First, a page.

David Sedaris just keeps on bringing the ridiculousness of our lives to the fore, forcing us to look, really look at some of our less heroic moments...and laugh. What a (sometimes hysterical) relief it is to know that our own stupidity or failures are not unique to ourselves. He also tells us what we look like to others when we are less than our better selves. I often wonder what it would be like to be laughing along with his listening crowd, only to come to recognize some of the stories he is relating. "I was there!" would certainly better than "That was me!"
My favorite Sedaris bits come when he is talking about his experiences travelling or learning a new language. In this new book he has a section about taking planes that had me shaking with laughter…how people, especially Americans, put on their most ragged clothes to travel across the world or across the country mystifies both him and me. “I want to be comfortable,” I have heard travelers wearing worn sweat pants explain, as though wearing silks and cashmere is not comfortable. Cost is not really an issue: anyone flying to China or Australia can certainly spring for a new sweater.
But I was also surprised this time how some of Sedaris’ jokes felt edgy, jagged, and hurtful. I realize that beating up on his Dad is one of his schticks. And if what he says in the beginning of this series of routines were true, about his Dad beating him and blaspheming him as a kid, then I guess his Dad is getting off easy by being the brunt of his jokes as Sedaris travels around the world broadcasting to everyone who will listen. But I long ago learned that hurtful things said “in jest” are not really funny to anyone but the jester.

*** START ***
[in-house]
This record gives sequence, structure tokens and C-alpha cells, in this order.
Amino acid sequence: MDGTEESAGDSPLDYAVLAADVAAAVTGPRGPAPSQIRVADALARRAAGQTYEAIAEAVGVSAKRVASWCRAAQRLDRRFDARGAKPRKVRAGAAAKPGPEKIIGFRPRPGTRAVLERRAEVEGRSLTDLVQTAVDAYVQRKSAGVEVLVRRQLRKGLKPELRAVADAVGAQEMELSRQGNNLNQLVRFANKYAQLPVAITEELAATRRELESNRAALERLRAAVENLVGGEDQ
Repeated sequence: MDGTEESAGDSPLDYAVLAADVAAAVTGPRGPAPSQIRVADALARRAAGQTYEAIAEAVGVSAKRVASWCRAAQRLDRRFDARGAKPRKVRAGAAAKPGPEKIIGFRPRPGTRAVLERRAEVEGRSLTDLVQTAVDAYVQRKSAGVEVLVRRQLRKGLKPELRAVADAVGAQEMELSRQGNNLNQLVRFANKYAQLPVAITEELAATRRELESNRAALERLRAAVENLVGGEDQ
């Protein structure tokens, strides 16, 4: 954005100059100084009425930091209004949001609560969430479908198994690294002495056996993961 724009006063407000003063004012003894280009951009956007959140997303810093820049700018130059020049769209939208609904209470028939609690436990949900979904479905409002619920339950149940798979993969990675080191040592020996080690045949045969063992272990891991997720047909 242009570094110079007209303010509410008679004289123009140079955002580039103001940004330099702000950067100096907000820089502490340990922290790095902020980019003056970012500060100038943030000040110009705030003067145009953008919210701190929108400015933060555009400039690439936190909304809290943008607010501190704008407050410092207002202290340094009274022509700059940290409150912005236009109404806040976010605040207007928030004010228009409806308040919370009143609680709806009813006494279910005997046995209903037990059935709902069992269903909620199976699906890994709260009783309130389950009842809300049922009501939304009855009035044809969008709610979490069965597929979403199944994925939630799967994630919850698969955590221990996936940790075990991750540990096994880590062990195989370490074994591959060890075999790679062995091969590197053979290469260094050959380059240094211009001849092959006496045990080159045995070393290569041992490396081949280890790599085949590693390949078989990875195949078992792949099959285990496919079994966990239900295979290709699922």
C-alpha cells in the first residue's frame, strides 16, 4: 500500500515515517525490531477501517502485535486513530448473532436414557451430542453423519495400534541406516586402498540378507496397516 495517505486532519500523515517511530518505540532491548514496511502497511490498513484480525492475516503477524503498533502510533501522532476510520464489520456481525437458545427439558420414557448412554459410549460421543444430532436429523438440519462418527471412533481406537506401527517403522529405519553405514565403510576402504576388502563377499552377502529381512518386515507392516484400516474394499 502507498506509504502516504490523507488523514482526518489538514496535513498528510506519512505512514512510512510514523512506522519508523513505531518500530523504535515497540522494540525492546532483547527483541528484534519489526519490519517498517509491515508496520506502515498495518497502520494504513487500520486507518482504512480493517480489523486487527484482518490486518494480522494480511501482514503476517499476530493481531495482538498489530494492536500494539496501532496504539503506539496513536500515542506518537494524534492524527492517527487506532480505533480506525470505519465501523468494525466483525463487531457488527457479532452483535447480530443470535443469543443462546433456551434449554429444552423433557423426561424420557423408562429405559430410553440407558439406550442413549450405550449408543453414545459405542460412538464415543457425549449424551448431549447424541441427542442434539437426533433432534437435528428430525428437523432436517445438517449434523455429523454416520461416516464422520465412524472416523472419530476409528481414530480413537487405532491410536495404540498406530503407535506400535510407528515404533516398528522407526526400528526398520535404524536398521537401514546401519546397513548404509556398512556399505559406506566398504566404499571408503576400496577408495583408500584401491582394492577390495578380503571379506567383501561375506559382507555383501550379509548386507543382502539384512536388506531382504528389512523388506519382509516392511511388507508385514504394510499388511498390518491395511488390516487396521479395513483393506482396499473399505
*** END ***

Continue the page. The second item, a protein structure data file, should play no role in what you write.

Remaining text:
Sedaris talks a little about how he makes up his routines by keeping a journal as he travels. He spends time taking brief notes when something strikes him as remarkable, and then he spends a lot of time typing it up into what was so remarkable about it so that he can remember it clearly. His endless stories are not things “that just come to mind:” he really works at it, even if it means he doesn’t have time to see all the sights in those great places he visits on his speaking tours.
My least favorite part of this book was a special section he created because he discovered that young people liked to use his work as dramatic monologues. He didn’t think his previous work had enough of the elements that would make a dramatic monologue successful, so he set about making something new just for those folks interested to try it themselves. I thought perhaps these would be better with someone else doing the reading…a droll young woman, perhaps, or a dull young boy.
Anyway, Sedaris is always interesting for what he sees about the world and dares to speak.
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